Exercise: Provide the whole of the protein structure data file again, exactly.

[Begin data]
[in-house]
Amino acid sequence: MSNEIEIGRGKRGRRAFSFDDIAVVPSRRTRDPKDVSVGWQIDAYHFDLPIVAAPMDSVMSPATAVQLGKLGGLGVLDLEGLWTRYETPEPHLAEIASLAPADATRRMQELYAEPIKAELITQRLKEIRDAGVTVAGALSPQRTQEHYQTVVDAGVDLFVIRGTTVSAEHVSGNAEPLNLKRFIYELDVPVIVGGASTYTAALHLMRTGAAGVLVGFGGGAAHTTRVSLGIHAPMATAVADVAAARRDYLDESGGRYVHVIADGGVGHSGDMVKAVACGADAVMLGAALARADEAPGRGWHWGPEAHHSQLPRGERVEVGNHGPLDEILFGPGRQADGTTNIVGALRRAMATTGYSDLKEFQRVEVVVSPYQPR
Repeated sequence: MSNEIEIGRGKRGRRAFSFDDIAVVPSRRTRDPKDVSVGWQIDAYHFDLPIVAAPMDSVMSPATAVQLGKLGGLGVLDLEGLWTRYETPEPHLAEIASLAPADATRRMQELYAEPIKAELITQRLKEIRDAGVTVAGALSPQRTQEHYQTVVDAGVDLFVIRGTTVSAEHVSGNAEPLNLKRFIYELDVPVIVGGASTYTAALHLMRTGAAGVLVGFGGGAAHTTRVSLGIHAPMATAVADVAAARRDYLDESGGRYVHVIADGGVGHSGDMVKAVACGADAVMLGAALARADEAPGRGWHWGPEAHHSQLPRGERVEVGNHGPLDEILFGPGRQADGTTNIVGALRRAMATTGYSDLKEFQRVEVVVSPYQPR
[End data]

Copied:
[in-house]
Amino acid sequence: MSNEIEIGRGKRGRRAFSFDDIAVVPSRRTRDPKDVSVGWQIDAYHFDLPIVAAPMDSVMSPATAVQLGKLGGLGVLDLEGLWTRYETPEPHLAEIASLAPADATRRMQELYAEPIKAELITQRLKEIRDAGVTVAGALSPQRTQEHYQTVVDAGVDLFVIRGTTVSAEHVSGNAEPLNLKRFIYELDVPVIVGGASTYTAALHLMRTGAAGVLVGFGGGAAHTTRVSLGIHAPMATAVADVAAARRDYLDESGGRYVHVIADGGVGHSGDMVKAVACGADAVMLGAALARADEAPGRGWHWGPEAHHSQLPRGERVEVGNHGPLDEILFGPGRQADGTTNIVGALRRAMATTGYSDLKEFQRVEVVVSPYQPR
Repeated sequence: MSNEIEIGRGKRGRRAFSFDDIAVVPSRRTRDPKDVSVGWQIDAYHFDLPIVAAPMDSVMSPATAVQLGKLGGLGVLDLEGLWTRYETPEPHLAEIASLAPADATRRMQELYAEPIKAELITQRLKEIRDAGVTVAGALSPQRTQEHYQTVVDAGVDLFVIRGTTVSAEHVSGNAEPLNLKRFIYELDVPVIVGGASTYTAALHLMRTGAAGVLVGFGGGAAHTTRVSLGIHAPMATAVADVAAARRDYLDESGGRYVHVIADGGVGHSGDMVKAVACGADAVMLGAALARADEAPGRGWHWGPEAHHSQLPRGERVEVGNHGPLDEILFGPGRQADGTTNIVGALRRAMATTGYSDLKEFQRVEVVVSPYQPR